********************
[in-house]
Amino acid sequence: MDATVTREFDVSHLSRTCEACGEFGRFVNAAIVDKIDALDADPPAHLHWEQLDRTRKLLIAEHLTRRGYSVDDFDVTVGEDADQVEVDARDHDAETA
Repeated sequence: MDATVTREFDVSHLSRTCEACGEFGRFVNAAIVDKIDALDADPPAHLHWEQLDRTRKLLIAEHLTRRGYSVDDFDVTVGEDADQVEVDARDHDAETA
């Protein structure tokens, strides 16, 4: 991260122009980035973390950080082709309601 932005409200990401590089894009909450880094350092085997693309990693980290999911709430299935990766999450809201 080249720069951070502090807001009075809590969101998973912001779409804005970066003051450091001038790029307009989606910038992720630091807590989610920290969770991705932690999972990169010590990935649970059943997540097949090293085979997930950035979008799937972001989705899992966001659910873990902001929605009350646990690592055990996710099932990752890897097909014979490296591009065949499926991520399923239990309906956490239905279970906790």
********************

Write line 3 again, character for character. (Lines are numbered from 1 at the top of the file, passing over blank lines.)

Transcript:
Repeated sequence: MDATVTREFDVSHLSRTCEACGEFGRFVNAAIVDKIDALDADPPAHLHWEQLDRTRKLLIAEHLTRRGYSVDDFDVTVGEDADQVEVDARDHDAETA